Even by Danelectro’s famously out-there standards, the new Wild Thing model looks extreme. Can this latest crazed number from the reissue specialists make everything… groovy? Review by David Greeves
Back in the mid-1950s, Danelectro founder Nathan ‘Nat’ Daniel set out to build the highest quality guitar he could for the least possible cash.Ignoring convention, he designed a bolt-neck, semi-hollow electric with a body built from Masonite hardboard attached to a poplar frame. This was to be a guitar for the masses, affordable and, more importantly, playable.
Since he was a ceaseless innovator, not to mention a bit of genius when it came to this sort of thing, Daniel’s bargain-basement guitars nevertheless boasted some advanced features, like electrically shielded circuitry and unique ‘lipstick’ pickups.He also developed the first six-string electric bass, the first electric 12-string and the electric sitar, but as you might expect, there were many more designs that never made it into production. One such model was the ‘Swept Wing’, a one-off prototype that has now been recreated as the Wild Thing.
The present-day Danelectro company recently decided to go back to basics, trimming the range down to a handful of more faithful reissues, produced in shorter runs. In this context, ‘reissuing’ such an off-the-wall model – one that was never actually manufactured in the first place – is an interesting decision, but Dano enthusiasts will be delighted to see this obscure part of the company’s history brought back to life.
With its vibrant candy apple red finish, the review guitar looks very much alive – we’re not sure whether those extravagant horns are more reminiscent of crashing waves or the flickering flames of a wildfire. In a funny way, they also bring to mind the BC Rich Mockingbird, which, of course, didn’t arrive until the mid-’70s, reminding us once again that there’s nothing new under the sun.
Below those wavy horns, things are reassuringly familiar. The top and back are Masonite, with an unspecified wood laminate used for the solid frame running around the edge of the body and for the solid centre block. Other faithful nods to the past include the side binding tape (complete with ostrich hide pattern), thick hardboard scratchplate, aluminium nut and ‘coke bottle’ headstock outline.
The neck feels like a bit of a departure from recent Danelectro fare, with a gloss rather than satin finish and a comfortable C-shaped profile that, while a little flatter than past examples, is no less playable. The frets are fairly low but very neatly finished, and the setup on the review model is excellent. As with the near-faultless all-over candy apple red paint job, these things are really great to find on such an affordable guitar.
The vintage Danelectro bridge design is devastatingly simple, with screws either side for height adjustment and a rosewood saddle that can be angled for intonation by loosening a screw underneath. Meanwhile, the strings are anchored by simple notches at the rear, which can make string changes a little on the fiddly side.The Wild Thing’s reproduction ‘lipstick’ single-coils are wired to a three-way selector switch and a pair of dual-concentric dials. The lower rings, in matching candy apple red, control volume while the top knobs – which are rather too easy to pull off – control the tone.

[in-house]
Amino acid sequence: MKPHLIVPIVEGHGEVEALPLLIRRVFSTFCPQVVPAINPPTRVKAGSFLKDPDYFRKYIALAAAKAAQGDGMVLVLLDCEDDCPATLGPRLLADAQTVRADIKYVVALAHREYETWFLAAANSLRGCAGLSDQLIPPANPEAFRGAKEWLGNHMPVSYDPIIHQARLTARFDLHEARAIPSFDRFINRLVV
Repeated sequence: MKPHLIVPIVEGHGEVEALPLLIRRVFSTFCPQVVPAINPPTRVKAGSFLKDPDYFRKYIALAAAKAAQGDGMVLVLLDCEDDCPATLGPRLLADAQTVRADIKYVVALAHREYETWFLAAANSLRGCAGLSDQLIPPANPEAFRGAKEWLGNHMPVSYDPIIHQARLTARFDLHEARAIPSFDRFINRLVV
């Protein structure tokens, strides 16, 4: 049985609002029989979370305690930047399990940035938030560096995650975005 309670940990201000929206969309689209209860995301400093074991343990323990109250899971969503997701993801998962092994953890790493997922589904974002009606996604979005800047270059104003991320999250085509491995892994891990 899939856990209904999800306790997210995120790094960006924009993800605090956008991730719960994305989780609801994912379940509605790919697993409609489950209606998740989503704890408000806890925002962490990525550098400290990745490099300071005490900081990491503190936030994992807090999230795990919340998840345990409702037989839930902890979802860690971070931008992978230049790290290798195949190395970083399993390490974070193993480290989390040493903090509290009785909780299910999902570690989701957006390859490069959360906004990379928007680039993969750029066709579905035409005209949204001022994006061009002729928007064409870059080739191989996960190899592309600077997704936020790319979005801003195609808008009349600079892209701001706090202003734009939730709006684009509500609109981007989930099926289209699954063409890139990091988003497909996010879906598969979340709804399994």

Unplugged, the Wild Thing sounds loud and full with plenty of sustain. There’s also a hint of acoustic-y thrum and jangle – classic Danelectro and, we suspect, just as much a product of the simple, vibey rosewood saddle as the body construction.
Plugged in, the bridge pickup delivers bright, clear tone. This is obviously not the place to come for warm, bluesy sustain, but it’s great for percussive low riffs in a surf guitar style and, indeed, all manner of rhythm and lead work where plenty of sparkle and definition are required. The neck pickup (in fact positioned closer to what you’d call ‘middle’ on most guitars) is a little mellower and broader in character, but with the same bright, clear attack.
These ‘lipstick’ single-coils are wound to a vintage-correct 3.5k ohm DC resistance. Far from sounding weedy, this instead offers a clear, airy tone, a little light on low end but never thin or shrill. Lowering the pickups will reduce top-end jangle, though you’ll want to keep the bridge pickup screwed fairly high to achieve a reasonable volume balance with its partner.
As is traditional with Danos, in the centre switch position the pickups are wired in series rather than parallel, delivering a louder, beefier tone. It’s like having a built-in boost, and you’ll find this middle position the most satisfying and versatile in higher gain contexts.
The Wild Thing’s exuberant body shape may be a deal-breaker for many. It’s really grown on us, but if it’s simply not for you, then that’s that. Danelectros in general do tend to divide guitarists into two groups – those who just don’t get the appeal and those who do – but anyone in the latter camp will find plenty to enjoy here. Besides the selection of wiry old-fashioned tones, which make up for their lack of versatility with extra helpings of character, playability is really very good and this feels like a well-made guitar all round. Though some of the materials used are admittedly inexpensive, the standard of build, finishing and setup is very impressive at this price. While this is far from the no-frills beginner’s axe first imagined by Nat Daniel, the Wild Thing lives up to his vision of genuine quality at an affordable price.
, Electric Guitars
, Wild Thing